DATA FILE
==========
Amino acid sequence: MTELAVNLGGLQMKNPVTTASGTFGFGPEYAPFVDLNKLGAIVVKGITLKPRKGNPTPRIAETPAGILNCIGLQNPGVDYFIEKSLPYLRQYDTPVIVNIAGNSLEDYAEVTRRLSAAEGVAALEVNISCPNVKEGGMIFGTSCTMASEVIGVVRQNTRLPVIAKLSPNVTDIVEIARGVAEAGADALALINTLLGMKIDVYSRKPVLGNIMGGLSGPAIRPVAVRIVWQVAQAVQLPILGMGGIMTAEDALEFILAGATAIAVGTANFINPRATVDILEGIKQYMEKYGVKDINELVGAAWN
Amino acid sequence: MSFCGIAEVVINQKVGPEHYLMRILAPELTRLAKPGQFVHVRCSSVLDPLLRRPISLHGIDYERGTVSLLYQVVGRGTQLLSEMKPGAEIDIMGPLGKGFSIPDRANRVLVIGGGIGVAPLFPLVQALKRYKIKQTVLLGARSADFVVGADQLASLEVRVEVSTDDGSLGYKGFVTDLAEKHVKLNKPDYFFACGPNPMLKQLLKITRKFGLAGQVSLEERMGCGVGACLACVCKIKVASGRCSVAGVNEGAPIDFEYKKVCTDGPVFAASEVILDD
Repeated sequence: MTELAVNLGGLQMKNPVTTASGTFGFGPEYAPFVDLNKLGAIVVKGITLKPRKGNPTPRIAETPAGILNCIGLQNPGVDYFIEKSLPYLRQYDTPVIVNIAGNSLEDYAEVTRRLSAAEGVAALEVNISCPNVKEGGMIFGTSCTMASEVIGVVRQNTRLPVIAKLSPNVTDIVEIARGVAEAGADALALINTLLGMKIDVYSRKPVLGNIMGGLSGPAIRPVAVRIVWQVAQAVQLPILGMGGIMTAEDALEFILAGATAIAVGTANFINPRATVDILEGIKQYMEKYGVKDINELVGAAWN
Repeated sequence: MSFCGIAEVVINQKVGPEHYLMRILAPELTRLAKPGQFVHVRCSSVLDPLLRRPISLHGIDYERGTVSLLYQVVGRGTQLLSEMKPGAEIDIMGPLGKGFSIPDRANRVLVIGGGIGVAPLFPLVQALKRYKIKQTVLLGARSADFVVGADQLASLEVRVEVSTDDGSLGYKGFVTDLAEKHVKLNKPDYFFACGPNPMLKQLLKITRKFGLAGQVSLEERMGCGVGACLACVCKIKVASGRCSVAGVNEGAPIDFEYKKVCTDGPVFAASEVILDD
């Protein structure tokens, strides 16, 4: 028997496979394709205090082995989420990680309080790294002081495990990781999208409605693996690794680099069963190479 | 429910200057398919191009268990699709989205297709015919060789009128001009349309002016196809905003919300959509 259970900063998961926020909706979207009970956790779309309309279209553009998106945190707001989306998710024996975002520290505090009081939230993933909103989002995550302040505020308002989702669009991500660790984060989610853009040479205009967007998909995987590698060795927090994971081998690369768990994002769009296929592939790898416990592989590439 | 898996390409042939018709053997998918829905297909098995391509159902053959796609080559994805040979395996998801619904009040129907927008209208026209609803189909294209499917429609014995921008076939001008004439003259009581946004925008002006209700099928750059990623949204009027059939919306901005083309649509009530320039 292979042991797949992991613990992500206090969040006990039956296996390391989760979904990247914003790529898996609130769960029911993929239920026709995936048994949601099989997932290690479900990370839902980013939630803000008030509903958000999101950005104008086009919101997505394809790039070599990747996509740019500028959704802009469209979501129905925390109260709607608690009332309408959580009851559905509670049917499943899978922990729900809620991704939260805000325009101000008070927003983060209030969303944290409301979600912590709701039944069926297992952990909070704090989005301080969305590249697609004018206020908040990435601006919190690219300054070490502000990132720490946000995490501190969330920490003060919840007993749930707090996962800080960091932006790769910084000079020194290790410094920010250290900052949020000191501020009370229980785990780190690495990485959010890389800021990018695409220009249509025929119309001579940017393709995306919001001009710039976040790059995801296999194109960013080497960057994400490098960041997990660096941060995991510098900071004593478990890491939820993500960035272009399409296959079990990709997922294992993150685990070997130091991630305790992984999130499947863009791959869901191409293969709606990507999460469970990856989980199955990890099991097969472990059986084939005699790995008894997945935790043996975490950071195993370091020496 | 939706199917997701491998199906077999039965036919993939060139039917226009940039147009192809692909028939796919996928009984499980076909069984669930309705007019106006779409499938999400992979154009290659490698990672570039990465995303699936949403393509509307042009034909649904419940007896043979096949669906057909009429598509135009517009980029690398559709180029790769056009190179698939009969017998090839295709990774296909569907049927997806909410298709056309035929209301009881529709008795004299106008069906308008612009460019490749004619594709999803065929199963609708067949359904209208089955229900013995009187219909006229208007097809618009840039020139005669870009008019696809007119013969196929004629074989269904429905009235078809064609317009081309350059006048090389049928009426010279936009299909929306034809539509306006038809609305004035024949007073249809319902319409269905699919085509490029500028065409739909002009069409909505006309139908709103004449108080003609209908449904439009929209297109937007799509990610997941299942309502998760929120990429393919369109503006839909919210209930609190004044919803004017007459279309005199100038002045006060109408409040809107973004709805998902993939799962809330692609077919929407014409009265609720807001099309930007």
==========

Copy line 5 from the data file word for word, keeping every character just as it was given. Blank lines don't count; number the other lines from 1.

């Protein structure tokens, strides 16, 4: 028997496979394709205090082995989420990680309080790294002081495990990781999208409605693996690794680099069963190479 | 429910200057398919191009268990699709989205297709015919060789009128001009349309002016196809905003919300959509 259970900063998961926020909706979207009970956790779309309309279209553009998106945190707001989306998710024996975002520290505090009081939230993933909103989002995550302040505020308002989702669009991500660790984060989610853009040479205009967007998909995987590698060795927090994971081998690369768990994002769009296929592939790898416990592989590439 | 898996390409042939018709053997998918829905297909098995391509159902053959796609080559994805040979395996998801619904009040129907927008209208026209609803189909294209499917429609014995921008076939001008004439003259009581946004925008002006209700099928750059990623949204009027059939919306901005083309649509009530320039 292979042991797949992991613990992500206090969040006990039956296996390391989760979904990247914003790529898996609130769960029911993929239920026709995936048994949601099989997932290690479900990370839902980013939630803000008030509903958000999101950005104008086009919101997505394809790039070599990747996509740019500028959704802009469209979501129905925390109260709607608690009332309408959580009851559905509670049917499943899978922990729900809620991704939260805000325009101000008070927003983060209030969303944290409301979600912590709701039944069926297992952990909070704090989005301080969305590249697609004018206020908040990435601006919190690219300054070490502000990132720490946000995490501190969330920490003060919840007993749930707090996962800080960091932006790769910084000079020194290790410094920010250290900052949020000191501020009370229980785990780190690495990485959010890389800021990018695409220009249509025929119309001579940017393709995306919001001009710039976040790059995801296999194109960013080497960057994400490098960041997990660096941060995991510098900071004593478990890491939820993500960035272009399409296959079990990709997922294992993150685990070997130091991630305790992984999130499947863009791959869901191409293969709606990507999460469970990856989980199955990890099991097969472990059986084939005699790995008894997945935790043996975490950071195993370091020496 | 939706199917997701491998199906077999039965036919993939060139039917226009940039147009192809692909028939796919996928009984499980076909069984669930309705007019106006779409499938999400992979154009290659490698990672570039990465995303699936949403393509509307042009034909649904419940007896043979096949669906057909009429598509135009517009980029690398559709180029790769056009190179698939009969017998090839295709990774296909569907049927997806909410298709056309035929209301009881529709008795004299106008069906308008612009460019490749004619594709999803065929199963609708067949359904209208089955229900013995009187219909006229208007097809618009840039020139005669870009008019696809007119013969196929004629074989269904429905009235078809064609317009081309350059006048090389049928009426010279936009299909929306034809539509306006038809609305004035024949007073249809319902319409269905699919085509490029500028065409739909002009069409909505006309139908709103004449108080003609209908449904439009929209297109937007799509990610997941299942309502998760929120990429393919369109503006839909919210209930609190004044919803004017007459279309005199100038002045006060109408409040809107973004709805998902993939799962809330692609077919929407014409009265609720807001099309930007």